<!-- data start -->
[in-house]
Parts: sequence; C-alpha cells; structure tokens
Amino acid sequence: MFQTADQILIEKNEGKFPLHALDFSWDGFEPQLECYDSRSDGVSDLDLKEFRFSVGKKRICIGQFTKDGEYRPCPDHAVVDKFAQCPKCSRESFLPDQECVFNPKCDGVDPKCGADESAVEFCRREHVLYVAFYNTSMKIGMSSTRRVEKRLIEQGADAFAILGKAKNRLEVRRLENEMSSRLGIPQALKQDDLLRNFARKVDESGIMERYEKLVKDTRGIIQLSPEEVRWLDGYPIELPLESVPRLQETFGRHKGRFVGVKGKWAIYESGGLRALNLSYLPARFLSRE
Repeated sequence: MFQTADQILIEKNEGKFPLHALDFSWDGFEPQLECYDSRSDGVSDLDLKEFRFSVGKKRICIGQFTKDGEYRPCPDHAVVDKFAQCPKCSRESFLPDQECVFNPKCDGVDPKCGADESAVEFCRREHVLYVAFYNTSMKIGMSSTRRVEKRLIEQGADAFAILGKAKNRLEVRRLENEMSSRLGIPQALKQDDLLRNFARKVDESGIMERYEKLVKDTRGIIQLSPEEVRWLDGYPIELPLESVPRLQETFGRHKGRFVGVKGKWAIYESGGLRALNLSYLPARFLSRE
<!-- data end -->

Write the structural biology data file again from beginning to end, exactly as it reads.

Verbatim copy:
[in-house]
Parts: sequence; C-alpha cells; structure tokens
Amino acid sequence: MFQTADQILIEKNEGKFPLHALDFSWDGFEPQLECYDSRSDGVSDLDLKEFRFSVGKKRICIGQFTKDGEYRPCPDHAVVDKFAQCPKCSRESFLPDQECVFNPKCDGVDPKCGADESAVEFCRREHVLYVAFYNTSMKIGMSSTRRVEKRLIEQGADAFAILGKAKNRLEVRRLENEMSSRLGIPQALKQDDLLRNFARKVDESGIMERYEKLVKDTRGIIQLSPEEVRWLDGYPIELPLESVPRLQETFGRHKGRFVGVKGKWAIYESGGLRALNLSYLPARFLSRE
Repeated sequence: MFQTADQILIEKNEGKFPLHALDFSWDGFEPQLECYDSRSDGVSDLDLKEFRFSVGKKRICIGQFTKDGEYRPCPDHAVVDKFAQCPKCSRESFLPDQECVFNPKCDGVDPKCGADESAVEFCRREHVLYVAFYNTSMKIGMSSTRRVEKRLIEQGADAFAILGKAKNRLEVRRLENEMSSRLGIPQALKQDDLLRNFARKVDESGIMERYEKLVKDTRGIIQLSPEEVRWLDGYPIELPLESVPRLQETFGRHKGRFVGVKGKWAIYESGGLRALNLSYLPARFLSRE